By Ali Herman
The media has focused in on the corruption and economic instability that accompany the 2014 World Cup. Media reports on the inequality between starving families in the favelas, the plight of sex workers and trafficked women, and the labor injustice surrounding FIFA’s international soccer games reveal a darker side to the sport. But, amid all of the negative news coming out of Brazil, there is an opportunity for change, a chance to recognize and champion the rights of these marginalized communities.
One organization, Street Child World Cup (SCWP), is using the World Cup as an opportunity to advocate for street children worldwide.
The London-based organization holds a mock World Cup in which teams of street children represent their country, putting a face to the thousands of nameless street children. Its mission is a simple one: “provide a platform for street children to be heard, change public perception and realize the rights of street children.”
SCWP works with grassroots partners in each country who sponsor the children in securing the necessary documents for travel. Since its inaugural game in Durban, South Africa in 2010, they have brought together street children from 19 countries. Teams of children from four continents participated in a 10-day tournament with art projects, school visits, and a conference. The success of Durban’s Street Child World Cup encouraged the organization to hold the second Cup in Brazil, prior to this year’s FIFA World Cup.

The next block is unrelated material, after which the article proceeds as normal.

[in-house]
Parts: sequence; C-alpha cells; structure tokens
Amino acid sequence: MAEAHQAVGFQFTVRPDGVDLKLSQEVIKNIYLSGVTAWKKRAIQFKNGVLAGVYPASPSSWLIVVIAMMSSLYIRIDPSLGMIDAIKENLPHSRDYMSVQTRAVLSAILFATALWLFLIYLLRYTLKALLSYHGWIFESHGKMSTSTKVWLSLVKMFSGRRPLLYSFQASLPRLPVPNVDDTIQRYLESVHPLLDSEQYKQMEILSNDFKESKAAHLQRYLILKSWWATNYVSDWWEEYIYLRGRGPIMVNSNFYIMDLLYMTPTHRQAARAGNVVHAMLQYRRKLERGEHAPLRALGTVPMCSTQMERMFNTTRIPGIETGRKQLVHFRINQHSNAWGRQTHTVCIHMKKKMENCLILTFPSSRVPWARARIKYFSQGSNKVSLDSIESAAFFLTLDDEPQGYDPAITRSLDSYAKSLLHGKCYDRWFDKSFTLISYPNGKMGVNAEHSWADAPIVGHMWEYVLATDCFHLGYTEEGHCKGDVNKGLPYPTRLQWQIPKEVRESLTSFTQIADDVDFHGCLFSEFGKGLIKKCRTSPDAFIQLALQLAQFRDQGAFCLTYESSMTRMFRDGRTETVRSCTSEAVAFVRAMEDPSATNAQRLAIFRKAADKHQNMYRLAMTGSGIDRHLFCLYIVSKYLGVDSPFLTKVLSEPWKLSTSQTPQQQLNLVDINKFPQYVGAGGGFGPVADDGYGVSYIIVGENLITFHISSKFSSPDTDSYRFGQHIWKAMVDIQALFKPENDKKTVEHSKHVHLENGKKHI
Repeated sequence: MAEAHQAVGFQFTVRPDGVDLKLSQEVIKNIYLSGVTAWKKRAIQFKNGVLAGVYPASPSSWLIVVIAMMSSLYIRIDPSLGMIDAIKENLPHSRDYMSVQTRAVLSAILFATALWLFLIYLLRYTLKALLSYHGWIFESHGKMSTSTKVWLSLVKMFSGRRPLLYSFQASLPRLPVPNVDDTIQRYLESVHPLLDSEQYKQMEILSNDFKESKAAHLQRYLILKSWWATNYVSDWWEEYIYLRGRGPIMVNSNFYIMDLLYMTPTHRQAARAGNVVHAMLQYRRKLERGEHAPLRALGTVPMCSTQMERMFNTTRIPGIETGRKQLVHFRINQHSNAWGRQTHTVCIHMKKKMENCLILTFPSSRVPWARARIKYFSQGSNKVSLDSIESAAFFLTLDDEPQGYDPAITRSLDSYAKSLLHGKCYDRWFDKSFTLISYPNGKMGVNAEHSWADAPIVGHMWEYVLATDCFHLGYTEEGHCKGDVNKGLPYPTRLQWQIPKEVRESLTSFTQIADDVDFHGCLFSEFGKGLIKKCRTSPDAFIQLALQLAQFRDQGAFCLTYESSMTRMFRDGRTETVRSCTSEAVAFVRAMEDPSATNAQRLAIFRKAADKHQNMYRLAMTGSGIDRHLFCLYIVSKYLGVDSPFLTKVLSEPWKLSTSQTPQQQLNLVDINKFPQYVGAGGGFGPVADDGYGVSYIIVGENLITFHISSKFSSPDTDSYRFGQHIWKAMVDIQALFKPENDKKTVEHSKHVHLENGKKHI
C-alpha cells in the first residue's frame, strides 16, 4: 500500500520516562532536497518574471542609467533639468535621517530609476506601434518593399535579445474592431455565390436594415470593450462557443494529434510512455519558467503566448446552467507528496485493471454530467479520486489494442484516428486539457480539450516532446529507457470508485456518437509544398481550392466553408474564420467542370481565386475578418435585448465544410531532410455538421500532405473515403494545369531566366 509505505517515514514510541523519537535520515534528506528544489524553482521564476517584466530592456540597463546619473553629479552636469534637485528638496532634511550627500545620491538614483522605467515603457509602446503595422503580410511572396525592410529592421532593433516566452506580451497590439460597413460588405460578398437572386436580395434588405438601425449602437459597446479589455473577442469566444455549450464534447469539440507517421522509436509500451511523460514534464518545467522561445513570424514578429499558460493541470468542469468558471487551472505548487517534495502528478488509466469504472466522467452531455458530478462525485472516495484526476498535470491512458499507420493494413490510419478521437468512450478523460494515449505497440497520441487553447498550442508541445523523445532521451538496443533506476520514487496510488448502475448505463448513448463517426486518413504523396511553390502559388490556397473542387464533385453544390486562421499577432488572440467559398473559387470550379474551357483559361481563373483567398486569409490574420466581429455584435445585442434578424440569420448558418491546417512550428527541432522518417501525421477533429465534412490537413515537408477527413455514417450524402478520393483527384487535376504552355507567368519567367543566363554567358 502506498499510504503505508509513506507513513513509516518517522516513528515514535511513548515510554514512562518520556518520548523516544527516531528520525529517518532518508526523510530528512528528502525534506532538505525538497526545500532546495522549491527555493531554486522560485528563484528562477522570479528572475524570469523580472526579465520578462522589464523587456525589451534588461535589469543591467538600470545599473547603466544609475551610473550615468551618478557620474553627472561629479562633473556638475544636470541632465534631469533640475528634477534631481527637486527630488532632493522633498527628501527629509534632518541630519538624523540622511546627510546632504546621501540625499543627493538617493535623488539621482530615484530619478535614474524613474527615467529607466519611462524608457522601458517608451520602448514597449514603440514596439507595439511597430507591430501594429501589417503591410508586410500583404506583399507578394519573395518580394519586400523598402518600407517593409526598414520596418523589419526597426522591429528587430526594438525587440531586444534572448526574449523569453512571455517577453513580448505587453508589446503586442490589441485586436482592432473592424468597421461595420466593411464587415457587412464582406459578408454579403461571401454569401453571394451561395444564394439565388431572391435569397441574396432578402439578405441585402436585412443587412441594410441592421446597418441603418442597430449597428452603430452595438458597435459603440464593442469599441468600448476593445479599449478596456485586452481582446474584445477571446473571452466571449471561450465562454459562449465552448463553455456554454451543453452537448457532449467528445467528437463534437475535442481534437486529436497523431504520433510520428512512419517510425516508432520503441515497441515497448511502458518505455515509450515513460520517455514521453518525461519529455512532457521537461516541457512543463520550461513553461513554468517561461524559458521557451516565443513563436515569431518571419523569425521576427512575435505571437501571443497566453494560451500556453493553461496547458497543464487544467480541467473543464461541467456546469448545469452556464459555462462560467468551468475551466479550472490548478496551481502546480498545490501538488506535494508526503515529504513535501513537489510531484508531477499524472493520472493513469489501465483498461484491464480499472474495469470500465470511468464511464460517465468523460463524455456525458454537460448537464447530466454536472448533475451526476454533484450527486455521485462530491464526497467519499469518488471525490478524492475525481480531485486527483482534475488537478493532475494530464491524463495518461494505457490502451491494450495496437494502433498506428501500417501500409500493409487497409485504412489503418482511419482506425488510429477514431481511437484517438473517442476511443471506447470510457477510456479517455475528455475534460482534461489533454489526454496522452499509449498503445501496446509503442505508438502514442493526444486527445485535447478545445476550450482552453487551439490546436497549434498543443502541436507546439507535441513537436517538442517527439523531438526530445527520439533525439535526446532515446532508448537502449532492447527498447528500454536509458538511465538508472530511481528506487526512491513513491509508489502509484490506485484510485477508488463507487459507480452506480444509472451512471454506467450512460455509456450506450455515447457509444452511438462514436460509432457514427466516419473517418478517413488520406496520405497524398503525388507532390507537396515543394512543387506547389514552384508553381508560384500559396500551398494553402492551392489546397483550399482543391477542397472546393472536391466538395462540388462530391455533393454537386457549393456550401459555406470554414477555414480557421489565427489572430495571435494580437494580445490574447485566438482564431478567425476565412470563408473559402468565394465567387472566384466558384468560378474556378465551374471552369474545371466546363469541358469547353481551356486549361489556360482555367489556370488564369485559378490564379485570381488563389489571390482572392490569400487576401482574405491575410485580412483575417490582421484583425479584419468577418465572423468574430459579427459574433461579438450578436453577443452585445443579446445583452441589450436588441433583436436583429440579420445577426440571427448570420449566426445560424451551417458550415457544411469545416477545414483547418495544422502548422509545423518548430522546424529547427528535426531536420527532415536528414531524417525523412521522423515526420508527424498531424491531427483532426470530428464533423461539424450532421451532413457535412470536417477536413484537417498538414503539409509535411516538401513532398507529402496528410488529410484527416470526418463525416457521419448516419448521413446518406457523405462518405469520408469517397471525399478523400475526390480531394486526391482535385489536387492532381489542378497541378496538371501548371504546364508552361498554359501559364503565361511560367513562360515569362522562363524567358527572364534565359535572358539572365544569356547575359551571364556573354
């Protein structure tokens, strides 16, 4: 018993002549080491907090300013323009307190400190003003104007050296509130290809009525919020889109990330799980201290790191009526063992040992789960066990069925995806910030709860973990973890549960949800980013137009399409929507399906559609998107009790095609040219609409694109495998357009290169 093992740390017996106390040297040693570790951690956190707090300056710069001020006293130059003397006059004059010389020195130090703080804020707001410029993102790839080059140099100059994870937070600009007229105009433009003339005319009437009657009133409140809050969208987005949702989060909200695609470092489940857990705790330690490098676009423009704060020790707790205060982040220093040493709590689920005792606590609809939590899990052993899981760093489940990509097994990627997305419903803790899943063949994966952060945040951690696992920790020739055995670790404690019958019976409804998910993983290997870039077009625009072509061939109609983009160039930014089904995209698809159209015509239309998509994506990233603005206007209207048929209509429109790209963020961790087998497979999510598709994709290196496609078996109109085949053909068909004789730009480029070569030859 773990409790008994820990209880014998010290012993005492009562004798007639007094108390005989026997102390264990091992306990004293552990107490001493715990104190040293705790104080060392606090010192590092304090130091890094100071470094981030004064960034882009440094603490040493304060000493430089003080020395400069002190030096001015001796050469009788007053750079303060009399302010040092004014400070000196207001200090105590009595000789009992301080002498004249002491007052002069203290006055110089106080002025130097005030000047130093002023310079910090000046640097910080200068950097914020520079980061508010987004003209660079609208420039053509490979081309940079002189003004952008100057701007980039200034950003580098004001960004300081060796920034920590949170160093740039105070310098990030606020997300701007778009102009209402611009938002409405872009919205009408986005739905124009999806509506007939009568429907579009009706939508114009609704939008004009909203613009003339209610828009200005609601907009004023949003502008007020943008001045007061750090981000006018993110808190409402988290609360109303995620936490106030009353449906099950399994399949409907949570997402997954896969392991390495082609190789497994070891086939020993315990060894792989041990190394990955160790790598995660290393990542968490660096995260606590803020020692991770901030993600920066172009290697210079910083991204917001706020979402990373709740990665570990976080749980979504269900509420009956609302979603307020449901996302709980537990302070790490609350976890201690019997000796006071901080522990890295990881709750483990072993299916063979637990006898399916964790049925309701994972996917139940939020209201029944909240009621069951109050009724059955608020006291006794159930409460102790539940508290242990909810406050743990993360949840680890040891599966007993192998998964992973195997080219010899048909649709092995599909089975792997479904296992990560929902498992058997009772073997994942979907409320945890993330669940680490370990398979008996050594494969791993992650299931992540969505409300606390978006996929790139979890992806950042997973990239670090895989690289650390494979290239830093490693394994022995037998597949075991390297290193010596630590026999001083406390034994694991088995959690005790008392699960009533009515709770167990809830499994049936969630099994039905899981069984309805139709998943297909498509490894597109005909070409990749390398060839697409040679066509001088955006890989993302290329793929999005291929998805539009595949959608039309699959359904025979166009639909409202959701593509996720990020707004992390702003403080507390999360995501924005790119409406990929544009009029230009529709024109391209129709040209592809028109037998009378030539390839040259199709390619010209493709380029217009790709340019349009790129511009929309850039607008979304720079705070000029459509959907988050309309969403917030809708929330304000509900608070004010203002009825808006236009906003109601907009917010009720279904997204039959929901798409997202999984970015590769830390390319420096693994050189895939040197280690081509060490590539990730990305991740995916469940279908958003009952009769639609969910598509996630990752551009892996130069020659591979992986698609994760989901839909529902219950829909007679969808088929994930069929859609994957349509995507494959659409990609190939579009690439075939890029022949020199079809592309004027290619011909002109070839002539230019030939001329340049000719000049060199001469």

The Commission on Human Rights first used the term “street child” in 1994, giving an official term to the many impoverished children who either lived on the street—working on the street by day and returning home to their families at night—or were of the street—children who live and work on the street without family ties.
Street children work jobs from shining shoes and washing taxis to selling postcards and picking garbage. Some simply beg in traffic. As a result of unstable and low incomes, many street children are homeless, sleeping on sidewalks, bus stations, or by railroad stations. Many join violent and drug-pedaling gangs, which provide protection and a sense of identity. These gangs often mark their sole chance at survival in a world rampant with the dangers of trafficking, sexual abuse, drug use, and a lack of education.